The 2012 Formula 1 season is the first in the 62 years of the World Championship to feature 6 former (and current) World Champions in the field. In my considered opinion (and I'd take the Pepsi Challenge with any of you rabble), here are the five best drivers in the sport's upper echelon today.

1. Fernando Alonso (Age 30. 177 starts 27 wins 20 pole positions 19 fastest laps 1086 points. 2005 and 2006 Formula 1 World Champion)
He's not won a World Championship since 2006 but I still think of Alonso as the best of the bunch. The only possible area where he is lacking is in speed over one lap on a Saturday afternoon. But his performances on race day more than make up for that. No other driver can match him for his speed, pounding consistency or racing intelligence. No other driver is as relentless when he gets the merest sniff of a race win. He just won't let go. Most important of all: he hardly ever has an off-day. With Ferrari looking a little off the pace so far in 2012, Alonso now faces his greatest challenge - can he, like Michael Schumacher did, inspire and cajole the people around him to move up to his level?

2. Sebastian Vettel (Age 24. 81 starts 21 wins 30 pole positions 9 fastest laps 773 points. 2010 and 2011 Formula 1 World Champion)
The reigning double-World Champion is the youngest in the history of the sport and he grows more formidable by the race. He is indisputably the king of qualifying, as 15 pole positions out of 19 races last year proves. More impressive and important than that is his freakish ability to find the grip immediately and go flat out from the very start of the race, which allows him to build up a big lead from the off and control the race. This combination of talents is reminiscent of Ayrton Senna, which is no small boast. It is, frankly, difficult to see anyone dethroning him at this current moment in time.

3. Lewis Hamilton (Age 27. 90 starts 17 wins 19 pole positions 11 fastest laps 723 points. 2008 Formula 1 World Champion)
His 2011 season was a patchy affair, but only a fool would discount Lewis Hamilton. He is a more complete package than any other driver in terms of his skill set. He's better in qualifying and in the wet than Alonso and he's a more assertive, aggressive race driver than Vettel. Sometimes the latter can get him in trouble, but his only real weakness seems to be in his mental approach, allowing things outside of the car to affect his performances in it. Given an ultimately competitive car, Hamilton could win another World Championship in the blink of an eye.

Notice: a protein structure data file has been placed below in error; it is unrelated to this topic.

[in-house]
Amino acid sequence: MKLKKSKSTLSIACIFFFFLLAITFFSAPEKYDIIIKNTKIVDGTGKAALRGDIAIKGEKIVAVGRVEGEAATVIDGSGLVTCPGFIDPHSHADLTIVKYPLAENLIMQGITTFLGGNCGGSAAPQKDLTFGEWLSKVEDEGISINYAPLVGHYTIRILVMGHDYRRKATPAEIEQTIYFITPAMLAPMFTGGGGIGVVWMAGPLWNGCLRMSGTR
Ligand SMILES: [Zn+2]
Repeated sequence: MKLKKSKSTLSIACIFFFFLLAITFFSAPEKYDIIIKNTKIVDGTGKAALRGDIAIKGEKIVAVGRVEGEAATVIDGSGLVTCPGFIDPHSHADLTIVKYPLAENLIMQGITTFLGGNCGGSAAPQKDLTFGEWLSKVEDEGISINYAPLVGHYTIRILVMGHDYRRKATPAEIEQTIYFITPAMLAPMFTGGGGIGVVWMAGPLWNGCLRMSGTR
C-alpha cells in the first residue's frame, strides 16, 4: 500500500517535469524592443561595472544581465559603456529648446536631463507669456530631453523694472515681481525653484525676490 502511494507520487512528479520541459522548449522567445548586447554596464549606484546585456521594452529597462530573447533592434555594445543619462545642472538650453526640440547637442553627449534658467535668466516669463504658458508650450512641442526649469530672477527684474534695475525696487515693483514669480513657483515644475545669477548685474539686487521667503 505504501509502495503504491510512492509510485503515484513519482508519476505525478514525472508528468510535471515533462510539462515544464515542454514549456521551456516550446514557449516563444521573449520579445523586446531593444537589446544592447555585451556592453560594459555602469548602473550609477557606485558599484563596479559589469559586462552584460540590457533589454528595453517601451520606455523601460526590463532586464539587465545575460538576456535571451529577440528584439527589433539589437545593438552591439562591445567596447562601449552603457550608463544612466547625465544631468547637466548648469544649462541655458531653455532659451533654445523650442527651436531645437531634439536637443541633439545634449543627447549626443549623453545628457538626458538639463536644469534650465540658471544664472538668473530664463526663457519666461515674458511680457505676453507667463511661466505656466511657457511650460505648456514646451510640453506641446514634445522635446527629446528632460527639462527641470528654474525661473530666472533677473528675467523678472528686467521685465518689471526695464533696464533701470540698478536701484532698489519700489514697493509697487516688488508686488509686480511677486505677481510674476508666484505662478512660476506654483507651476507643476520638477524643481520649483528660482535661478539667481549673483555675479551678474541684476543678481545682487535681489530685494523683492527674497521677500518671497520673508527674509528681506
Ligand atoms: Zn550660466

4. Jenson Button (Age 32. 208 starts 12 wins 7 pole positions 6 fastest laps 811 points. 2009 Formula 1 World Champion)
I had my doubts about Button's prospects when he signed for McLaren. But I have to say he has proved me wrong. He is peerless in mixed conditions, a devilishly tricky area to master. He's also a great overtaker and possesses enormous reserves of experience. He probably understands the subtleties of racecraft better than any of his rivals. What he lacks on Alonso, Vettel and Hamilton is his ultimate speed. But there's not much in it, and his magnificent racing brain, feel and tactical nous more than makes up for it, as witnessed by beating his brilliant teammate Hamilton over a 19 race championship in 2011 demonstrates. Jenson Button could yet win another world crown.

5. Nico Rosberg (Age 26. 108 starts 5 podium finishes 2 fastest laps 306.5 points)
Picking a fifth driver is difficult indeed. Felipe Massa is the most statistically successful of the pretenders but there is a real doubt whether or not he will ever regain his ultimate speed after his scary accident in Hungary three years ago. Mark Webber would, I believe, need a bit of luck but has the ability to win a world title. Of the remaining World Champions in the field, Michael Schumacher (1994-95, 2000-2004) is now 43 years old and past his ultimate best, whilst Kimi Raikkonen (2007) is still an enigma: even discounting his two year foray in the World Rally Championship, there were always question marks about his absolute motivation and mental approach - although his speed was never in doubt. I think that Rosberg - who is yet to score a pole position or to win a Grand Prix - is showing very clear signs of being one of the most consistent drivers in the field, held back only by the limitations of his car. He needs to take that step up quickly, but I think that when he does he is the most likely driver in the chasing pack to move up a level.


Friday, 9 March 2012

Top 5 TV Shows I saw in 2011